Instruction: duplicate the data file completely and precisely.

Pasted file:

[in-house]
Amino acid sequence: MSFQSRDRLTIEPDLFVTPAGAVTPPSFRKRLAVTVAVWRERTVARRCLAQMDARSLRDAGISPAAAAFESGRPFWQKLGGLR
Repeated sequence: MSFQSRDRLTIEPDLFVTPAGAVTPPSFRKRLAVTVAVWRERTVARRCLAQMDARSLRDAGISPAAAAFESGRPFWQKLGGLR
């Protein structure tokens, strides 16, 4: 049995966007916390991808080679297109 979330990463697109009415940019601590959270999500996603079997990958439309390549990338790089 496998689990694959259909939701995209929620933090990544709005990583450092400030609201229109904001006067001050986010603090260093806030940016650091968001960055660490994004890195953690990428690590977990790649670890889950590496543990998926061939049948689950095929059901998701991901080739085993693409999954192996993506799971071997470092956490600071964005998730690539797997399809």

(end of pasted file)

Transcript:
[in-house]
Amino acid sequence: MSFQSRDRLTIEPDLFVTPAGAVTPPSFRKRLAVTVAVWRERTVARRCLAQMDARSLRDAGISPAAAAFESGRPFWQKLGGLR
Repeated sequence: MSFQSRDRLTIEPDLFVTPAGAVTPPSFRKRLAVTVAVWRERTVARRCLAQMDARSLRDAGISPAAAAFESGRPFWQKLGGLR
């Protein structure tokens, strides 16, 4: 049995966007916390991808080679297109 979330990463697109009415940019601590959270999500996603079997990958439309390549990338790089 496998689990694959259909939701995209929620933090990544709005990583450092400030609201229109904001006067001050986010603090260093806030940016650091968001960055660490994004890195953690990428690590977990790649670890889950590496543990998926061939049948689950095929059901998701991901080739085993693409999954192996993506799971071997470092956490600071964005998730690539797997399809």